Tuesday, July 25, 2017

The Handmaid's Tale: a classic novel we should all read

I originally read The Handmaid’s Tale by Margaret Atwood in high school. The imagery in the book is one that has never left me. When I heard Hulu was producing a series based on the book, I was interested in reading it again. What also intrigued me was the comments I found on online about the book’s themes which some of the purposed themes I did not see when I read it the first time and I was curious if I would pick on the themes as I read it again. I also read the author’s introduction about her thoughts on the proposed themes readers have seen in the story. The themes are essentially feminism, anti-religion, and a prediction of our coming future.

The story is told from the point of view of Offred, a Handmaid, in the Republic of Gilead. She lives in the home of the Commander and his wife. Her job is simple. She is to become pregnant by the Commander in order to produce children due to the declining birth rates. Offred and the other Handmaids are highly restricted. Women are no longer allowed to hold jobs, have their money, or even allowed to read and write. She is safe in a world which is becoming more and more unstable as long as she produces children. The Handmaids are look down upon by the other women known as Marthas due to the nature of their presence in the households. While she goes about her daily life, she remembers her life before with her husband, Luke, and their daughter. She wonders if they are even alive. She remembers the other Handmaids real names without revealing her own. It’s a secret she heavily guards. Slowly she is able to learn about the truth behind everything and as she learns the truth, she becomes more and more in danger. Can she escape with her life? Or will she be another victim to the growing restrictions of the regime?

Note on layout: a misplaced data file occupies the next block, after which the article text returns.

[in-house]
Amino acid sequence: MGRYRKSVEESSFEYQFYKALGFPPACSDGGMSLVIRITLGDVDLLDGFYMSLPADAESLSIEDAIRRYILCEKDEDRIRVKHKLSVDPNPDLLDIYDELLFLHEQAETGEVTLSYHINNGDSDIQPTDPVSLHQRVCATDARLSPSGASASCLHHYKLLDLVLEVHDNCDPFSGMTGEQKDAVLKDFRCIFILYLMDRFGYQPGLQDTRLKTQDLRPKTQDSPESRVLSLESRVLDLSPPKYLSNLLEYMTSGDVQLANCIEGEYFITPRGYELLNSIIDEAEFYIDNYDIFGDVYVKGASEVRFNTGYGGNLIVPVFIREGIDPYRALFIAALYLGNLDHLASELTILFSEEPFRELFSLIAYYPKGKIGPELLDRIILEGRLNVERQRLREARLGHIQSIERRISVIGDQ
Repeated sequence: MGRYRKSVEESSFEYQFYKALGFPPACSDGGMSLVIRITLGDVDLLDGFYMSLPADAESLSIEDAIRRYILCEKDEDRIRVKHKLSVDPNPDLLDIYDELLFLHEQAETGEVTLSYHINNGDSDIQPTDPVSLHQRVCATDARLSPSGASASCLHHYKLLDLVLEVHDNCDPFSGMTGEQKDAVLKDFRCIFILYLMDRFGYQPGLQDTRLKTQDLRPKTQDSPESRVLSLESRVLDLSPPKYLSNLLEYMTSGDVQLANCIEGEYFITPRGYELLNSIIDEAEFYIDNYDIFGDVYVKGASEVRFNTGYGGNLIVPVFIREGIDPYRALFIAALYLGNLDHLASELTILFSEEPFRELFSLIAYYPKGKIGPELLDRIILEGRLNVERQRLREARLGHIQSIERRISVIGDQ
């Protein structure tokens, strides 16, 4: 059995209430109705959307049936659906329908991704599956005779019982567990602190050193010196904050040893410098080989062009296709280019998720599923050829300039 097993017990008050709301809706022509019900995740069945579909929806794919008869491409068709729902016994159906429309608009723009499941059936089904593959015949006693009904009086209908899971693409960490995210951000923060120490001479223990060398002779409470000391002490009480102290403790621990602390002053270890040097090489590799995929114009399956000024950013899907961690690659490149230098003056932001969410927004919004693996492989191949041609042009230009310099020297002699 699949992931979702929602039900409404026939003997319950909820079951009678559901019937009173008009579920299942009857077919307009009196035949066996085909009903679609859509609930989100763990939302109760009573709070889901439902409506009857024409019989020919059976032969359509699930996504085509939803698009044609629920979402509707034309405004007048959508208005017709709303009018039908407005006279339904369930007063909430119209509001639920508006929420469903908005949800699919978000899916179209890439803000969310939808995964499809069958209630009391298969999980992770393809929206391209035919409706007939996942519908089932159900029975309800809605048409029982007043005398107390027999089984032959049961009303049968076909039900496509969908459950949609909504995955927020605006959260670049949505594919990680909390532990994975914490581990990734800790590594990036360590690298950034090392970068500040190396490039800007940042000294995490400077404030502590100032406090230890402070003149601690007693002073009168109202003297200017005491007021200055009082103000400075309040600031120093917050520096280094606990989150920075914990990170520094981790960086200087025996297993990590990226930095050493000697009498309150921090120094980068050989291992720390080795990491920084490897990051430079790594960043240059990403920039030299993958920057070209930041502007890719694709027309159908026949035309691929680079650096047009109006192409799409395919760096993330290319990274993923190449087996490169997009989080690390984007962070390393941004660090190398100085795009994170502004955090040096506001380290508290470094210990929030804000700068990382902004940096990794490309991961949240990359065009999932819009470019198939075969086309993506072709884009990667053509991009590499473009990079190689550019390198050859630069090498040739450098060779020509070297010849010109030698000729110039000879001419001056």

The first theme that is often discussed with The Handmaid’s Tale is feminist. In the author’s own words: “If you mean an ideological tract in which all woman are angels and/or so victimized they are incapable of moral choice, no” (page XVI). In the author’s mind and I agree, the novel is feminist in the sense that women are human beings and what happens to them in the book is crucial to the story. The female characters are the focus on this story. Not just the handmaids, but the Wives, the woman who can no longer have children. The Marthas who are the servants in wealthy and powerful households. The Econowives who are viewed lower than the handmaids because they are married to men of little money or power. Wives, Marthas, Econowives, and Handmaids all interact in a way which is dictated by societal rules. By the end of the book, the reader gets a sense that every woman, regardless of her rank, is at the mercy of the men in power and they lash out on those they can: the other women. In a way, the reader ends up feeling sorry for the women who may or may not have chosen their rank and now must live a life accordingly.